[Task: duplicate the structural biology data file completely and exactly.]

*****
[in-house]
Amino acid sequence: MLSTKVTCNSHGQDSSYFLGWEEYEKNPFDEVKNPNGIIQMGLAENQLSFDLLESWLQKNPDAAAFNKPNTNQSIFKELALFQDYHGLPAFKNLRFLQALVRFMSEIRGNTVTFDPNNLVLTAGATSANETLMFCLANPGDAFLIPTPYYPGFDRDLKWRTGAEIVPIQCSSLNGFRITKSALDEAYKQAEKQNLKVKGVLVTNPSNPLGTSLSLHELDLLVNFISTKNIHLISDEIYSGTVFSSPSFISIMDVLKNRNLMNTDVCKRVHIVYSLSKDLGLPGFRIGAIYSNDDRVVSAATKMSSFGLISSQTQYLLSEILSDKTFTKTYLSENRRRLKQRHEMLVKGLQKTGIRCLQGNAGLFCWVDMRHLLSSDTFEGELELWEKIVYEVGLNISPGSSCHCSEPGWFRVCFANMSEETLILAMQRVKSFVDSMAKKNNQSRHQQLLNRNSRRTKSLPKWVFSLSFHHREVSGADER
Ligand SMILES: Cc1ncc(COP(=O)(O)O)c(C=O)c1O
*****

[in-house]
Amino acid sequence: MLSTKVTCNSHGQDSSYFLGWEEYEKNPFDEVKNPNGIIQMGLAENQLSFDLLESWLQKNPDAAAFNKPNTNQSIFKELALFQDYHGLPAFKNLRFLQALVRFMSEIRGNTVTFDPNNLVLTAGATSANETLMFCLANPGDAFLIPTPYYPGFDRDLKWRTGAEIVPIQCSSLNGFRITKSALDEAYKQAEKQNLKVKGVLVTNPSNPLGTSLSLHELDLLVNFISTKNIHLISDEIYSGTVFSSPSFISIMDVLKNRNLMNTDVCKRVHIVYSLSKDLGLPGFRIGAIYSNDDRVVSAATKMSSFGLISSQTQYLLSEILSDKTFTKTYLSENRRRLKQRHEMLVKGLQKTGIRCLQGNAGLFCWVDMRHLLSSDTFEGELELWEKIVYEVGLNISPGSSCHCSEPGWFRVCFANMSEETLILAMQRVKSFVDSMAKKNNQSRHQQLLNRNSRRTKSLPKWVFSLSFHHREVSGADER
Ligand SMILES: Cc1ncc(COP(=O)(O)O)c(C=O)c1O